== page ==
Before I get started, I wanted to shout out one of the newest FMF family members: Coop. I’ve been a fan of this cat for quite sometime. Welcome aboard, enjoy the ride! For those of you unfamiliar, this man has been doing some great art, whether it be rock posters or gallery work. Perhaps I can get the man to do a 45 Sessions poster for us here in Asbury Park?
A lot of times in the digging game it’s fast or famine. When the latter happens I find myself buying the same records I have, just in case I have to make a trade or need a spare. However, this is not the case as of late. I have around 40 Lp’s, plus a good 25 to 30 45’s up on deck for review. That’s not counting the last few batches I’ve been trying to whittle away at. At any rate, the next record just couldn’t wait. It’s time to give a sister from New Jersey the respect she deserves. It’s the flip side of her biggest hit “Hypnotized”. The record I’m speaking about is Linda Jones and “I Can’t Stop Lovin’ My Baby.
Now you know I wouldn’t pass up a chance to throw out some Soul from the Garden State, and here’s a perfect example it. Linda Jones grew up in Newark, NJ. Her humble upbringings included time singing at the church in a group called the Jones Singers. She had diabetes, and was determined to become a professional singer, despite the fact she had the disease. She signed a record contract with Cub in her late teens and went on to make records for Atco, Blue Cat, Turbo and Loma. Loma Records was one of Warner Brothers sunsidiary labels. They had such artists as Lonnie Youngblood, the Olympics, J.J. Jackson, Ike and Tina Turner, even the Fabulous Flames. Of course like many small record labels, they just couldn’t survive, or the WB didn’t want them to, and they folded in 1968. After Loma folded, she went on to do sides for Cotique and Neptune. Her most heartfelt tunes were on the Turbo label, where she proved she indeed was the “New Jersey Queen of Soul”. “I Can’t Stop Lovin’ My Baby” is no slouch either, believe me. This woman was put on this earth to sing, and sing she does. Without a doubt she is one of the most under rated Soul Divas in history. Loma IMO was trying to keep up with Stax and Motown, and “Can’t Stop Lovin’ My Baby” is proof. A driving drum beat, prevolent horns, and of course, New Jersey’s own Linda Jones preaching from the bottom of her heart. This line sums it all up: “Have you ever heard sweet music/ That makes you forgive life’s misery?” That’s exactly what she did, forget the pain and suffering of her life and make sweet Soul music. Sadly, Linda Jones died in 1972 from complications due to her diabetes after a 2 week long engagement at the Apollo Theater. She was 27 years old. It’s not all sad, her music lives on, and FMF salutes New Jersey’s Queen of Soul. Keep Diggin’!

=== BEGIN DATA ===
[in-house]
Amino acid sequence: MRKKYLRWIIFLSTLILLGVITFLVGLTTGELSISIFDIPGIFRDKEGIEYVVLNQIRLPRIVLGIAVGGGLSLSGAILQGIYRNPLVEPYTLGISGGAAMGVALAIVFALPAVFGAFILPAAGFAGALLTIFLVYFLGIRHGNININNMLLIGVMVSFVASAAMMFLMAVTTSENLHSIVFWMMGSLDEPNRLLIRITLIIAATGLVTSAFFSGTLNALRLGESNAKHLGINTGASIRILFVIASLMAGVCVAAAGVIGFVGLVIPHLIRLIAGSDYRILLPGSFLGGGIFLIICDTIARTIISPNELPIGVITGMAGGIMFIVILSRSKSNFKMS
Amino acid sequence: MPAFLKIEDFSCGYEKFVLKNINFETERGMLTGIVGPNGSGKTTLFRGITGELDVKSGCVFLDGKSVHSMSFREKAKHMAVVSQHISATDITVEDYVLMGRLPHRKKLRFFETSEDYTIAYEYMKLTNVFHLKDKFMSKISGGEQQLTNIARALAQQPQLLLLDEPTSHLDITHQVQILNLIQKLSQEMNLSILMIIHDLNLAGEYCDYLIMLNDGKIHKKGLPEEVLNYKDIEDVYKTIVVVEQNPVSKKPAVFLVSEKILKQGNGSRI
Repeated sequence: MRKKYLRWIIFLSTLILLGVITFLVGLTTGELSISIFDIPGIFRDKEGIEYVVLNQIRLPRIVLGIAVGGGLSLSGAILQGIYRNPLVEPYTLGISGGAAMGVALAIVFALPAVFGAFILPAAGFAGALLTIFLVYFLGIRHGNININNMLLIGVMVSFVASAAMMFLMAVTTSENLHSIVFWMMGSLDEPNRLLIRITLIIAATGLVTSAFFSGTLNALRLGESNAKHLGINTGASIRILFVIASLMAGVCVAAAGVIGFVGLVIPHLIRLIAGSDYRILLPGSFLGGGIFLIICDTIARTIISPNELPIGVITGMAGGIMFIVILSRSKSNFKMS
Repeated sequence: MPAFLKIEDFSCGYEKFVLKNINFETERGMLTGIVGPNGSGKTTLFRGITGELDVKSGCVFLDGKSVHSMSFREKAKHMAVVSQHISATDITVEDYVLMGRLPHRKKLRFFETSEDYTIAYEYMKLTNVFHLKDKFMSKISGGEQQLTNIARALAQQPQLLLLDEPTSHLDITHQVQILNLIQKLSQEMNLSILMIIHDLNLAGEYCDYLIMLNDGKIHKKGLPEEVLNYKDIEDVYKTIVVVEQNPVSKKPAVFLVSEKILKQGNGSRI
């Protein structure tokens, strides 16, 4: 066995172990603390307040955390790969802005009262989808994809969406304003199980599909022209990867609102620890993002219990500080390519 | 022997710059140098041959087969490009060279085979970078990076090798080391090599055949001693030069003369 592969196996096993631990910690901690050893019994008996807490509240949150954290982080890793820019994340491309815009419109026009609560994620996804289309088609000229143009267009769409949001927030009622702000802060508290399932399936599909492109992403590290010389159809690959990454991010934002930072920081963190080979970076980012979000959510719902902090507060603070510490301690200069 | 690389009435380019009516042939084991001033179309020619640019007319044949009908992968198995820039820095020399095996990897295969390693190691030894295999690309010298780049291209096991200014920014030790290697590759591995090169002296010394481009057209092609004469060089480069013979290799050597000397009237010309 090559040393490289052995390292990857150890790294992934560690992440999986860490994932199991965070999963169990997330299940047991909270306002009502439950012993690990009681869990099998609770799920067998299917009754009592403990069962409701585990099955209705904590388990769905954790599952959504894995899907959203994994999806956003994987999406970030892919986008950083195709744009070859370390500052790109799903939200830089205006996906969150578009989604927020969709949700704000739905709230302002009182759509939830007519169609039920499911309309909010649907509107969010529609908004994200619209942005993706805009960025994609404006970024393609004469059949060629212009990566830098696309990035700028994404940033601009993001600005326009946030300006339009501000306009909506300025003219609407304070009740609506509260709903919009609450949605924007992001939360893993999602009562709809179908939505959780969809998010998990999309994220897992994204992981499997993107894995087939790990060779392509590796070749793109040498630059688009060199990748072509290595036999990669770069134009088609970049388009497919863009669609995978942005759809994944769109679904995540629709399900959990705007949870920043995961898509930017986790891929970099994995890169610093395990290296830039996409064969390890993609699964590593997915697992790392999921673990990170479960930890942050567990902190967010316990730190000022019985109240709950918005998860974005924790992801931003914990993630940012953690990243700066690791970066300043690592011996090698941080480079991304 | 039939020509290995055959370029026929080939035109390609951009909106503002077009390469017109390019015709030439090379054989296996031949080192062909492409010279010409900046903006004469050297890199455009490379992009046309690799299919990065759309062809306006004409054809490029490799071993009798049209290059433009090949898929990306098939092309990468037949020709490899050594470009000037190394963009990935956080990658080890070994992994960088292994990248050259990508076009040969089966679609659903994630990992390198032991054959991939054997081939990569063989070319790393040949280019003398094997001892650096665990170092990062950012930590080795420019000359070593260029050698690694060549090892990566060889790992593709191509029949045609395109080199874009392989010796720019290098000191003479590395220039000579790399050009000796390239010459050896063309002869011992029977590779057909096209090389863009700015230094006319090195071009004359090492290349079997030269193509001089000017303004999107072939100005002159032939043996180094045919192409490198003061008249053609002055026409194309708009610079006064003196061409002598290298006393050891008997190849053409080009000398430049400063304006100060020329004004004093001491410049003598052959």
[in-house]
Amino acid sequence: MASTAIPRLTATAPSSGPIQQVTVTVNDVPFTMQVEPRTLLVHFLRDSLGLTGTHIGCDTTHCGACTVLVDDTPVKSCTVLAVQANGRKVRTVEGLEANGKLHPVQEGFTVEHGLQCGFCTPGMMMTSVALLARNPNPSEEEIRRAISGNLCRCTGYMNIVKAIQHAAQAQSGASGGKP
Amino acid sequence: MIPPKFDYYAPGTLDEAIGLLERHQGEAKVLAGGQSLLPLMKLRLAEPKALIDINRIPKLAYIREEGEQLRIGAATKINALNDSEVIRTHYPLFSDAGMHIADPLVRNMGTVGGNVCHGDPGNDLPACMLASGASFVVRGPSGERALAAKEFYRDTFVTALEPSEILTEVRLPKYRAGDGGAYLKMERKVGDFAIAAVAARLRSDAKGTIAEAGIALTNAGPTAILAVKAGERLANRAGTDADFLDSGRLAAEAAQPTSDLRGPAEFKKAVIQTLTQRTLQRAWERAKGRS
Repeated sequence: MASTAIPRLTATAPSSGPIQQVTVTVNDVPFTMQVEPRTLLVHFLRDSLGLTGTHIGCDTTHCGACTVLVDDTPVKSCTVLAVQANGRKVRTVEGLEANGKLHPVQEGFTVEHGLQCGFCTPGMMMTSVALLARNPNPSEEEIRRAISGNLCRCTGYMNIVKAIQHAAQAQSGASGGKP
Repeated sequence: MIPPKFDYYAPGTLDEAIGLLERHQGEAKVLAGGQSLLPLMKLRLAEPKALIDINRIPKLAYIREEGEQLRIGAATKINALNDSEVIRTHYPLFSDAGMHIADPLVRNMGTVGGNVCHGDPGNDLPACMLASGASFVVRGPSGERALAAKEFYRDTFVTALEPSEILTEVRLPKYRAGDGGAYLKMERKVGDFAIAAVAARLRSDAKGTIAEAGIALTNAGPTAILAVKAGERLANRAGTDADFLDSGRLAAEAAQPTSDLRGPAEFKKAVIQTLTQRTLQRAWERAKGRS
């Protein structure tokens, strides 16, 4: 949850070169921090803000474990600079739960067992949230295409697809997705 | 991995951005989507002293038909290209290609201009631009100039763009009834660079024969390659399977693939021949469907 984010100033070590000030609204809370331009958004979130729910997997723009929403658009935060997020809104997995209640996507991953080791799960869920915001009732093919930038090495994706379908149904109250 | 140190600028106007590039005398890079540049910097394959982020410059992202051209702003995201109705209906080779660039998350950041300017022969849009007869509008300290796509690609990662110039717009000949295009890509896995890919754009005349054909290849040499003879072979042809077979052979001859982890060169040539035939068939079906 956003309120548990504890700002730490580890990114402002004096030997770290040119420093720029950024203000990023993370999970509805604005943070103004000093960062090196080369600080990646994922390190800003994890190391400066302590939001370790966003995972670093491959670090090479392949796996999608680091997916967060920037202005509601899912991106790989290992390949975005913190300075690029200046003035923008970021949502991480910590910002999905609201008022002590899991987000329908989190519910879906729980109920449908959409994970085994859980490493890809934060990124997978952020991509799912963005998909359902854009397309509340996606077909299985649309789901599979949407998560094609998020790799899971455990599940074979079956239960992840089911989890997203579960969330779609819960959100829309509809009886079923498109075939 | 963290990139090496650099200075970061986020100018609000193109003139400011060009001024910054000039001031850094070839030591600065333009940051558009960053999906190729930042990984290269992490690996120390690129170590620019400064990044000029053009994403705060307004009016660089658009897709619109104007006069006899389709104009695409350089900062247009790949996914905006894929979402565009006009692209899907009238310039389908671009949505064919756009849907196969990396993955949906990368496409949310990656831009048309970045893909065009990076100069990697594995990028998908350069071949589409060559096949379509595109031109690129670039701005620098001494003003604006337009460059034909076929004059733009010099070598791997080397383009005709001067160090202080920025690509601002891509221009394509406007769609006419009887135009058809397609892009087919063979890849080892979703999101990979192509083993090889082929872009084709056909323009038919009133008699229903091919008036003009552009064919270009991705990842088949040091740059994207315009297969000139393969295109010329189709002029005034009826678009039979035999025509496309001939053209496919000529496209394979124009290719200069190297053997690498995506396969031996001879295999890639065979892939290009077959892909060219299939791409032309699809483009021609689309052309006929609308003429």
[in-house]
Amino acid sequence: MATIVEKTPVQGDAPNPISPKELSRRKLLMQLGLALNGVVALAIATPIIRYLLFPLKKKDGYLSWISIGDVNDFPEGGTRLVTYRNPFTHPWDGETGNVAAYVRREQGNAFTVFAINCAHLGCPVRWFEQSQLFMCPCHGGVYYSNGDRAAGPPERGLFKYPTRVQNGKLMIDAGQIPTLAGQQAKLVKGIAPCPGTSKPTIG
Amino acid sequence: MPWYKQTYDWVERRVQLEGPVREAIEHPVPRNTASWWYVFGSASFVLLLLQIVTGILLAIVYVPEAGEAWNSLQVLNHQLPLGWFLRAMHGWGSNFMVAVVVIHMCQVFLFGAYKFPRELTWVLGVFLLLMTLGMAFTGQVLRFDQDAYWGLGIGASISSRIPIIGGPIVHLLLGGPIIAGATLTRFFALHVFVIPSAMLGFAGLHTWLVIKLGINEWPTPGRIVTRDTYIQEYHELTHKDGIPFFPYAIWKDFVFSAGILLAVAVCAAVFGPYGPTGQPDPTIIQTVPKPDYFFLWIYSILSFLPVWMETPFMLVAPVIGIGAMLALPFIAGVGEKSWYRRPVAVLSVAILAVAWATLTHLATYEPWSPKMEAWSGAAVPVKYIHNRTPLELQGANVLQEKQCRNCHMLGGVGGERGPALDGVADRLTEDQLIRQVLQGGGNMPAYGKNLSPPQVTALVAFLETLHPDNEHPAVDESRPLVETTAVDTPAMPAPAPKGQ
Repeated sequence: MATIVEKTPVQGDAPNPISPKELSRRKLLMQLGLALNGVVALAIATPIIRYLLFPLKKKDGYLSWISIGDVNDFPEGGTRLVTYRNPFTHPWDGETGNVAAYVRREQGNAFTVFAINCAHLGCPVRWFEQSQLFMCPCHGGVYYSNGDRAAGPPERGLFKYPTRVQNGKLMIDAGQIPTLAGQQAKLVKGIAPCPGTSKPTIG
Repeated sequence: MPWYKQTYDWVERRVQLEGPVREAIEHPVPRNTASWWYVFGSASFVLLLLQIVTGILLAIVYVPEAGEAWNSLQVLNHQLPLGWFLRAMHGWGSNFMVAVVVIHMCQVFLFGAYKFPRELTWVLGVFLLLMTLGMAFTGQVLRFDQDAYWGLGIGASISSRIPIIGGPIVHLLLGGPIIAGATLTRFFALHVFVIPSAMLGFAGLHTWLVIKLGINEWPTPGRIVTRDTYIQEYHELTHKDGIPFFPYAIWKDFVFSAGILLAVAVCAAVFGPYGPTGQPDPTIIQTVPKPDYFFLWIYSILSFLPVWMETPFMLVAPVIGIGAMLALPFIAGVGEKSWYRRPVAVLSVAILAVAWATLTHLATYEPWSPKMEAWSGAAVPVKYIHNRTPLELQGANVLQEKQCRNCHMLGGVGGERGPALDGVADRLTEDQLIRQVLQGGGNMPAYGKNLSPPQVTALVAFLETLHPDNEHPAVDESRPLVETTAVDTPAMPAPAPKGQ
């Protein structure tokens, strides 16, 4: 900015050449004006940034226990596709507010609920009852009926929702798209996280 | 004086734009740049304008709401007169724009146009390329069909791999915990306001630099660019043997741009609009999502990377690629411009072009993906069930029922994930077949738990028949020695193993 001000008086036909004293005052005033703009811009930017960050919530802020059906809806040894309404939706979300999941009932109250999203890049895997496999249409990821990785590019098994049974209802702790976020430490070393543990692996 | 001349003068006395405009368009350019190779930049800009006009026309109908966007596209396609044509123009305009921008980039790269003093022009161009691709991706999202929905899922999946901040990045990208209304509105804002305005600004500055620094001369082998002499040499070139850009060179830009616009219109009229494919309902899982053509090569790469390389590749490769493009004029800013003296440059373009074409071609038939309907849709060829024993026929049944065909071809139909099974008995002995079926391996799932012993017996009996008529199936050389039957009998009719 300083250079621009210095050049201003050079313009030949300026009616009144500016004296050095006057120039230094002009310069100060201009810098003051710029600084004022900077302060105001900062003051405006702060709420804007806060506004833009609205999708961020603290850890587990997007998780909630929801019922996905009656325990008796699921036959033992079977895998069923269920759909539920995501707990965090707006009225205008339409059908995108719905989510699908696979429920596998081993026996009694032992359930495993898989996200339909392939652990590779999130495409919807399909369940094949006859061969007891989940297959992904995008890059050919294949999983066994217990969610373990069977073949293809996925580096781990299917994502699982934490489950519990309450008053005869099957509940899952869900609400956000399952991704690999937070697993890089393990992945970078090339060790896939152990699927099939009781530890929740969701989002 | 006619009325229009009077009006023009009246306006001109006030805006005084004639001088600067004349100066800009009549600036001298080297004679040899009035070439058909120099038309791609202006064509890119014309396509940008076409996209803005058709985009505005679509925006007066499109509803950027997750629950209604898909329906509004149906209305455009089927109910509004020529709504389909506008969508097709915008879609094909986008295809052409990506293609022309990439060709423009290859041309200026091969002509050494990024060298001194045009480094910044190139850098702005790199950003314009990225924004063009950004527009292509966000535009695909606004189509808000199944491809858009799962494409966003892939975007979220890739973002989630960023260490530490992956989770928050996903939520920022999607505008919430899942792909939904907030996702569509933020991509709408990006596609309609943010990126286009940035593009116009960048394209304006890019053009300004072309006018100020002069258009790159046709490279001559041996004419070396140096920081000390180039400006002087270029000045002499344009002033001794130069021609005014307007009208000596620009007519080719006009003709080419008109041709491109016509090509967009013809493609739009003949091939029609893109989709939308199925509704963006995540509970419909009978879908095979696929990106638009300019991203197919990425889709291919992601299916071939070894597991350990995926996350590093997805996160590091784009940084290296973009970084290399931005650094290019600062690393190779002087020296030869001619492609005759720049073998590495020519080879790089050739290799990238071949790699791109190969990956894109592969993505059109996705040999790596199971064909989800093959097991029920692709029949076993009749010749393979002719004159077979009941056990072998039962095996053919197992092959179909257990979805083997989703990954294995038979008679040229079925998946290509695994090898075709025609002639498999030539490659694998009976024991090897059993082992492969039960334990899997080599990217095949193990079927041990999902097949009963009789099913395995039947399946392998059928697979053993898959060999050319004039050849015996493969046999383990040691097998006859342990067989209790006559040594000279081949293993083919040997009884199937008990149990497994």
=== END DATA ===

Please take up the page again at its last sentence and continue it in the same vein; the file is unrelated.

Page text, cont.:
There have been several reissues of her music, you can pick them up here: